Plaintiff states that his friend gave Defendant Knox the name of the officer (Defendant Rapier). Plaintiff alleges that Defendant Knox stated that she would look into it but would not tell Defendant Rapier of the allegations against him.

         Plaintiff states that on July 4, 2016, Defendant Rapier, along with other officers, conducted a cell search. During the search, Defendant Rapier told the officer patting down Plaintiff “‘to pat that mother f***er down and keep him away from [Defendant Rapier] and to make sure he's on camera when he pats me down.'” This remark indicated to Plaintiff that Defendant Knox had told Defendant Rapier about Plaintiff's allegations despite being warned of the danger to Plaintiff. He alleges that Defendant Rapier retaliated against him on July 12, 2016, by leaving Plaintiff in segregation, where Plaintiff was told that he had been placed “due to ‘no bed space.'” He alleges that being placed in segregation was a “Violation of 8th Amendment cruel and unusual punishment.” Plaintiff states that he was told two days later that he was now in segregation “per Captain Burkhead until further notice which completely contradicts 1st shifts story of me being in disciplinary segregation due to no bed space because Captain Burkhead works 3rd shift and oversees all disciplinary actions.” Plaintiff states that he spoke to Defendant Burkhead on July 15 and was told she had no knowledge of “anything in regards to me or why I was in segregation.”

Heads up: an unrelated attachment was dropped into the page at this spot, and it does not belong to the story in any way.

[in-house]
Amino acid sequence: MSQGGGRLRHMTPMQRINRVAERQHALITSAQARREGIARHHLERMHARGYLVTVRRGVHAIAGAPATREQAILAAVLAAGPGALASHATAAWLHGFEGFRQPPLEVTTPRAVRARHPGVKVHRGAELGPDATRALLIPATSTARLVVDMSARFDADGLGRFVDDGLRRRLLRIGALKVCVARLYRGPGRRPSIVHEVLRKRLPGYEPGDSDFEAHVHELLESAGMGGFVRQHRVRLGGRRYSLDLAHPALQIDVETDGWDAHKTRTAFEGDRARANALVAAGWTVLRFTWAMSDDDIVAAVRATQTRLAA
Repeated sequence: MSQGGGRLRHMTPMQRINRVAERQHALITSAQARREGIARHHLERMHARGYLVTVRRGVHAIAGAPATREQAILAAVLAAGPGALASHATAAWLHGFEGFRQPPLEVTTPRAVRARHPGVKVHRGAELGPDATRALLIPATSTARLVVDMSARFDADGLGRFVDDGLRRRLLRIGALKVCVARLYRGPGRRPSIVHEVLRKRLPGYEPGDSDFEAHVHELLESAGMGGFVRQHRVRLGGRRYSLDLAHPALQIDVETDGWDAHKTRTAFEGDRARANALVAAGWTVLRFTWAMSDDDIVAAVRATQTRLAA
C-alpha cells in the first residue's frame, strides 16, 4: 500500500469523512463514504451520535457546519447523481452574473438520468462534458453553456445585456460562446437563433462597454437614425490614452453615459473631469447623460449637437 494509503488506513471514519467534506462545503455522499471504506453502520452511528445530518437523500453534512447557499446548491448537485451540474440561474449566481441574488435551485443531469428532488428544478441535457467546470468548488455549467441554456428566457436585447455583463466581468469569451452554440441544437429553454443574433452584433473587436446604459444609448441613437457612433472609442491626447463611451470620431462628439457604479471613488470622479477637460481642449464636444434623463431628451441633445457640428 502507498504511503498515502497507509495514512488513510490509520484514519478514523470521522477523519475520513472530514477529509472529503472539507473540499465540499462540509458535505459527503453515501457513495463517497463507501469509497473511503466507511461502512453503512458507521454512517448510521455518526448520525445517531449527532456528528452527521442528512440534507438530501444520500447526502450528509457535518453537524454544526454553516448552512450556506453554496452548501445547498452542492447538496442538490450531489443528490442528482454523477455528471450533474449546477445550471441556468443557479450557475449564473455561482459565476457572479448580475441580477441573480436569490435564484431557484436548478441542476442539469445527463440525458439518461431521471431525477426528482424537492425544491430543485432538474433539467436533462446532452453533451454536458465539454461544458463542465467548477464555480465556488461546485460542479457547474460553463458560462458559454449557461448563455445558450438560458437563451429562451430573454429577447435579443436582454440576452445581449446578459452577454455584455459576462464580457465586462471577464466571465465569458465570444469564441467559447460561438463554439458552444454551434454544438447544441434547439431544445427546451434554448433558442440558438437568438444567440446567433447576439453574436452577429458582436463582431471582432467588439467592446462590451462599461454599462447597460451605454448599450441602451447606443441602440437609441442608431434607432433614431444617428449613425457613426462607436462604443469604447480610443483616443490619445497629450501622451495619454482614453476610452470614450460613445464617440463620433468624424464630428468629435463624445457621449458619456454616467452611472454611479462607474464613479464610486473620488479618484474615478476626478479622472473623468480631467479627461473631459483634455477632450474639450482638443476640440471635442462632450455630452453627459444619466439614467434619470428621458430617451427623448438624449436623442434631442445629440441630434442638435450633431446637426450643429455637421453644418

Plaintiff states that grievances he filed regarding Defendant Rapier received no response. He further states that he requested to speak to the Prison Rape Elimination Act (PREA) officer, Defendant Burkhead; explained to her the situation with Defendant Rapier; and requested to be moved to another hall to be away from Defendant Rapier. Defendant Burkhead told Plaintiff that she would start a PREA investigation. However, Plaintiff states that when he was released from segregation he still had contact with Defendant Rapier. Plaintiff states that he wrote a grievance stating that he did not feel safe and did not want Defendant Rapier to search his belongings without Plaintiff being present. Defendant Burkhead advised him that this was not a grievable issue. Defendant Burkhead told him that if he did not feel safe his only option was to be placed into administrative segregation, which Plaintiff alleges is “[a] violation of my 8th Amendment cruel and unusual punishment.”